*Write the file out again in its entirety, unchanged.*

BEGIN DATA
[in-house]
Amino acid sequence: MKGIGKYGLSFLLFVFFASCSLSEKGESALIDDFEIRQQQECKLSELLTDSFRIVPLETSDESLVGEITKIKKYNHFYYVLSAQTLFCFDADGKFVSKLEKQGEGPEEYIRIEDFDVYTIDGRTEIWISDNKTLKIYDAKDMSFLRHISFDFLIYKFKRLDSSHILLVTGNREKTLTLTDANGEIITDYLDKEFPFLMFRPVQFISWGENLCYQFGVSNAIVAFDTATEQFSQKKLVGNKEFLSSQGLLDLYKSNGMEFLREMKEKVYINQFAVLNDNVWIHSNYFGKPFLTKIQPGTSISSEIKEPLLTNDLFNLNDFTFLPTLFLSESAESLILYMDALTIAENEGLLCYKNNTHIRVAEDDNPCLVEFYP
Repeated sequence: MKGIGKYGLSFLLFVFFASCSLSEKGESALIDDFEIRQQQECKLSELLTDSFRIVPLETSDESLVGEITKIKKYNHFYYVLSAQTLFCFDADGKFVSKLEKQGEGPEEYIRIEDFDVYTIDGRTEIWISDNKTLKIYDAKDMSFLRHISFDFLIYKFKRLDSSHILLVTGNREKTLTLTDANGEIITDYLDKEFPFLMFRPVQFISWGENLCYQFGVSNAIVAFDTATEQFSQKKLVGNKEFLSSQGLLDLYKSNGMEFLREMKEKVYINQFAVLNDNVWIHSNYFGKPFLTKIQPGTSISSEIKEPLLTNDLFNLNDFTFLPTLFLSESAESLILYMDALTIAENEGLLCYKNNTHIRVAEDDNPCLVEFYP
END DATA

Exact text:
[in-house]
Amino acid sequence: MKGIGKYGLSFLLFVFFASCSLSEKGESALIDDFEIRQQQECKLSELLTDSFRIVPLETSDESLVGEITKIKKYNHFYYVLSAQTLFCFDADGKFVSKLEKQGEGPEEYIRIEDFDVYTIDGRTEIWISDNKTLKIYDAKDMSFLRHISFDFLIYKFKRLDSSHILLVTGNREKTLTLTDANGEIITDYLDKEFPFLMFRPVQFISWGENLCYQFGVSNAIVAFDTATEQFSQKKLVGNKEFLSSQGLLDLYKSNGMEFLREMKEKVYINQFAVLNDNVWIHSNYFGKPFLTKIQPGTSISSEIKEPLLTNDLFNLNDFTFLPTLFLSESAESLILYMDALTIAENEGLLCYKNNTHIRVAEDDNPCLVEFYP
Repeated sequence: MKGIGKYGLSFLLFVFFASCSLSEKGESALIDDFEIRQQQECKLSELLTDSFRIVPLETSDESLVGEITKIKKYNHFYYVLSAQTLFCFDADGKFVSKLEKQGEGPEEYIRIEDFDVYTIDGRTEIWISDNKTLKIYDAKDMSFLRHISFDFLIYKFKRLDSSHILLVTGNREKTLTLTDANGEIITDYLDKEFPFLMFRPVQFISWGENLCYQFGVSNAIVAFDTATEQFSQKKLVGNKEFLSSQGLLDLYKSNGMEFLREMKEKVYINQFAVLNDNVWIHSNYFGKPFLTKIQPGTSISSEIKEPLLTNDLFNLNDFTFLPTLFLSESAESLILYMDALTIAENEGLLCYKNNTHIRVAEDDNPCLVEFYP